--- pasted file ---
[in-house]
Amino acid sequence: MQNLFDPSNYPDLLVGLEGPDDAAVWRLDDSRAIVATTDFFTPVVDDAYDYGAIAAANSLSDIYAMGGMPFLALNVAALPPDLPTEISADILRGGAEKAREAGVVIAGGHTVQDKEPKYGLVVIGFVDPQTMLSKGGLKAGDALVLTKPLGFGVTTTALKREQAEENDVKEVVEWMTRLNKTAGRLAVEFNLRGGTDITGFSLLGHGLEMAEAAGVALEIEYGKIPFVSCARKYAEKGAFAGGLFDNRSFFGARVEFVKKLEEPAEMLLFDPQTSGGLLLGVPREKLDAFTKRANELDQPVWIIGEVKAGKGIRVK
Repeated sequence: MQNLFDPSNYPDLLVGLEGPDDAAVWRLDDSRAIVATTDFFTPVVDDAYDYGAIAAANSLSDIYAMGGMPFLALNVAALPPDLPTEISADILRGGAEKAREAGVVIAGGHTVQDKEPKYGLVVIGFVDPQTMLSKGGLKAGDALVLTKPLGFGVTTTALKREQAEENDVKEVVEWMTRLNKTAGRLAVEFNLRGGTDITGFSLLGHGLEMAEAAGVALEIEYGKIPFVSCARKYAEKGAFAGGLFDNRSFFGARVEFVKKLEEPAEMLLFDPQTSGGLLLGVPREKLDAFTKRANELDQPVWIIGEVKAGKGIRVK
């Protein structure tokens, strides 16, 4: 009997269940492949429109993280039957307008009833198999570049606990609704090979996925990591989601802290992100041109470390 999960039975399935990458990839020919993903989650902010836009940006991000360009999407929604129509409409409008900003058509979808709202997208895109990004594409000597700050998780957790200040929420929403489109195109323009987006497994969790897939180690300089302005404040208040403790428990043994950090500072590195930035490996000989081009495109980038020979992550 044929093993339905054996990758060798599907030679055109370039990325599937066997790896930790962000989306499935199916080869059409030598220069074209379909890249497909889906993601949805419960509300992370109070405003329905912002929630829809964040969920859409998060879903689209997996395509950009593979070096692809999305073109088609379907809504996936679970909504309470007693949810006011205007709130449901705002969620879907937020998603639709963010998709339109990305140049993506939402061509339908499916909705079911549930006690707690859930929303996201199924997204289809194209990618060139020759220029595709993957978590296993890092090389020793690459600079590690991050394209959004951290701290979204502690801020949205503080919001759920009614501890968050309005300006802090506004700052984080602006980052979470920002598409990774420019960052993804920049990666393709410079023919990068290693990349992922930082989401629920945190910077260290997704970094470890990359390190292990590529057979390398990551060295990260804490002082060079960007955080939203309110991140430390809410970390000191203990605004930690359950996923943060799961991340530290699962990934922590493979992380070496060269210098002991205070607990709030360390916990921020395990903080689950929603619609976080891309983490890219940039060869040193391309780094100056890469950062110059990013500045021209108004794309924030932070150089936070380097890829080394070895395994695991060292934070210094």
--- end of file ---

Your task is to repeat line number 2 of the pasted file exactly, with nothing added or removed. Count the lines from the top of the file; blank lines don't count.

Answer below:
Amino acid sequence: MQNLFDPSNYPDLLVGLEGPDDAAVWRLDDSRAIVATTDFFTPVVDDAYDYGAIAAANSLSDIYAMGGMPFLALNVAALPPDLPTEISADILRGGAEKAREAGVVIAGGHTVQDKEPKYGLVVIGFVDPQTMLSKGGLKAGDALVLTKPLGFGVTTTALKREQAEENDVKEVVEWMTRLNKTAGRLAVEFNLRGGTDITGFSLLGHGLEMAEAAGVALEIEYGKIPFVSCARKYAEKGAFAGGLFDNRSFFGARVEFVKKLEEPAEMLLFDPQTSGGLLLGVPREKLDAFTKRANELDQPVWIIGEVKAGKGIRVK